Tag Archives: Virtual Museum of Canada

Shipwrecks of Vancouver Island

The three-masted ship Carelmapu with decks awash, dragging her anchors into Schooner Cove, near Tofino, in 1915

The ‘Virtual Museum of Canada”  has been responsible for some nice online exhibits, although a lot of these are now fairly dated.  One with what we could call a “retro web design”, but some good content, is the Shipwrecks of Vancouver Island site, apparently put together mainly on the watch of the Maritime Museum of BC with help from the Underwater Archaeological Society of BC.  There are some nice videos of underwater archaeology, and other informative materials.

Site navigation, though, is much easier if you just go to the site map here — the absurdly finicky navigation does weird things like, say, means using the back button always takes you to a splash introduction screen — is a crime against the web.  Especially since museum people are involved: why such disdain for solid future-proof web design values?  This page, for example, has a nifty slider to scroll through an interactive map: but if you don’t pay attention (e.g., if you use your back button) you will always end up on a “loading XML – introduction to the database” overlay screen page which gets tired after about the third time.  The VMC should consider a legacy fund to make sure that the sites which they poured money into for a while can all be kept up to date for both content and also compliance or at least ease of use.  It would not surprise me in the slightest if the VMC had spent over $100,000 on this site — the one site of their I know something about they spent $140,000 and it is no flashier than this thing.  Almost all that money went into design and mounting of content, very little went to the content creators themselves.  If that  applied here, I think we have a right to expect more – is this site design worth $100,000?  It seems to me that, even in 2004, a competent web designer working alone, with content given by others, could have put this together in about a month.

Canadian Navy diver goes overboard in 1959 to examine the 1853 wreck of the Lord Western, near Flores Island.

Haida Archaeology at the Virtual Museum of Canada

Rodney Brown at the Cohoe Creek Site, 1998. Source: CHIN.

The Canadian Heritage Information Network (the venerable CHIN) has, via the Virtual Museum of Canada,  a small online exhibit of Haida Gwaii archaeology posted.

I hate to be all grumpy since such initiatives should be supported, but seriously – the problems with this exhibit are manifold.  First, a number of the facts are wrong, despite the content being copyrighted 2009.  They use a figure of 9,000 years for first occupation, not the figure of 12,500 which is more reasonable.  That’s more than a 30% difference.  They state it was a grassland 10,000 years ago, when the better number would be 14,000 or more. It’s written in the first person, so apparently a Haida person wrote it – but really should that be an excuse? Maybe the details don’t really matter.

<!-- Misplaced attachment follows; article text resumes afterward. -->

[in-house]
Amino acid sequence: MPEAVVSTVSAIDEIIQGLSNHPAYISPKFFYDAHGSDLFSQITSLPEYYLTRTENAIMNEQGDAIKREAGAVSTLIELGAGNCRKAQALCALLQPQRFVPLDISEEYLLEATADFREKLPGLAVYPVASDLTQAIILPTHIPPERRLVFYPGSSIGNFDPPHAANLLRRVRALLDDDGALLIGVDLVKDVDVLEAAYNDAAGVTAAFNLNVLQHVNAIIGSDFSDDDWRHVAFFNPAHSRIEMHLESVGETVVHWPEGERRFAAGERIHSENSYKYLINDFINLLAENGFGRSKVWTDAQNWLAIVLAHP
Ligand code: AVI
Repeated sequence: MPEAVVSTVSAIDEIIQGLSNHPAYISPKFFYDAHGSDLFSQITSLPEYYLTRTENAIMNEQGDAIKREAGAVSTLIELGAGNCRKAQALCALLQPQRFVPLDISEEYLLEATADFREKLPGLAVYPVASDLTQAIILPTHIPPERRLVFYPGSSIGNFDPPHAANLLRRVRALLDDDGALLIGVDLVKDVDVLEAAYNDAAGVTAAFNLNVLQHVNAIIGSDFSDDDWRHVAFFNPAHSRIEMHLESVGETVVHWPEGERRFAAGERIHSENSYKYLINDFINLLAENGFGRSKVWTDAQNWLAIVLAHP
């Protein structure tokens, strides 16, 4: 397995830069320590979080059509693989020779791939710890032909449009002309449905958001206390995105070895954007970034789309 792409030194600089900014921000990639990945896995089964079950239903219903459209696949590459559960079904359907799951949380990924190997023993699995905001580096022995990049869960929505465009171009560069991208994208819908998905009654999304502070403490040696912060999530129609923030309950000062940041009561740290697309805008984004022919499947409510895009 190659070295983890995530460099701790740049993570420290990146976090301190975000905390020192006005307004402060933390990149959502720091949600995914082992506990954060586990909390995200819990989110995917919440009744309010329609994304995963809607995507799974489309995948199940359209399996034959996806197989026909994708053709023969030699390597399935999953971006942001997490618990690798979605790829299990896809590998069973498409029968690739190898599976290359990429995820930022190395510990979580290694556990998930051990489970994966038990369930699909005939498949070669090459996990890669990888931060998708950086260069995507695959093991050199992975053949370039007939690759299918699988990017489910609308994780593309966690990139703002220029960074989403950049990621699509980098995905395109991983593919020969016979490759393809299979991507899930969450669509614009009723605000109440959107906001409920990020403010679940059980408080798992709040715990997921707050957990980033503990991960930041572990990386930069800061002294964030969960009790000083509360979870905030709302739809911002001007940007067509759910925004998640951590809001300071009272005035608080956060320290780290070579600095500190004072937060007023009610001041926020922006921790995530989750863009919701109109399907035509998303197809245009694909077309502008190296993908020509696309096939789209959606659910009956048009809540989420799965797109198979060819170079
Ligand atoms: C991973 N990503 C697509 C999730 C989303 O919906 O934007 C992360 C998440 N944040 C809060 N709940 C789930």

So, factual errors are unfortunate.  But they also have completely crap illustrations – low resolution, poorly lit images from ethnological collections are used to represent the archaeological record.  This is misleading on a number of levels.  Archaeologists do not usually find beautifully decorated clubs, for example, and it diminishes understanding of the archaeological record and process to imply they do. Indeed, the text of the exhibit lists the following “learning outcomes:

Learning Objectives

The learner will:

  • Describe the history of Haida people revealed by archeology
  • Describe some Haida objects found in archeological excavations

As far as I can tell, not a single object “found in archaeological excavation” is shown and essentially no archaeological facts are given.

Also, all the pages, including “Haida Society since European Contact” are under the header of “Haida Ecology” which is a bit unfortunate.  Put the whole thing under “Haida history”.

It’s also regrettable that the pictures are of such poor quality, like this one of fish hooks.  I mean, this is a national institution, and the year of the web is 2009, not 1995.  People expect more and will tune out if you don’t offer them some substantial eye candy.  I think they have a right to receive it from the Ottawa heritage establishment – after all the NMC is sitting on a superb collection that most of us never get to see.

Finally, the information content is miniscule.  The whole thing can’t add up to more than 500 words and is cluttered with jargon like “Print this Learning Object” and “View the complete asset”.  What kind of robotic geek came up with that sort of bullshit management-speak? And every bit of this information has a copyright notice on it, even pictures from other institutions.  This page has SEVEN separate, identical copyright notices “© 2009, CHIN-Canadian Heritage Information Network. All Rights Reserved.”

Memo to CHIN and the VMC:  no one wants to copy your minimalist, factually incorrect and low-resolution information anyway.  If you can’t do decent eye candy then do decent information.  If you can’t do either, then don’t try to bully me with copyright notices.

C’mon guys, you can do so much better than this, especially if your goal is to educate.  Email me, I’ll send you some pictures and fact-check your page.  No fancy consultancy charge will apply!

I just noticed this was NW Coast Archaeology blog post #100. To counteract this being so grumpy, here's a nice picture of camp life on Tanu Island.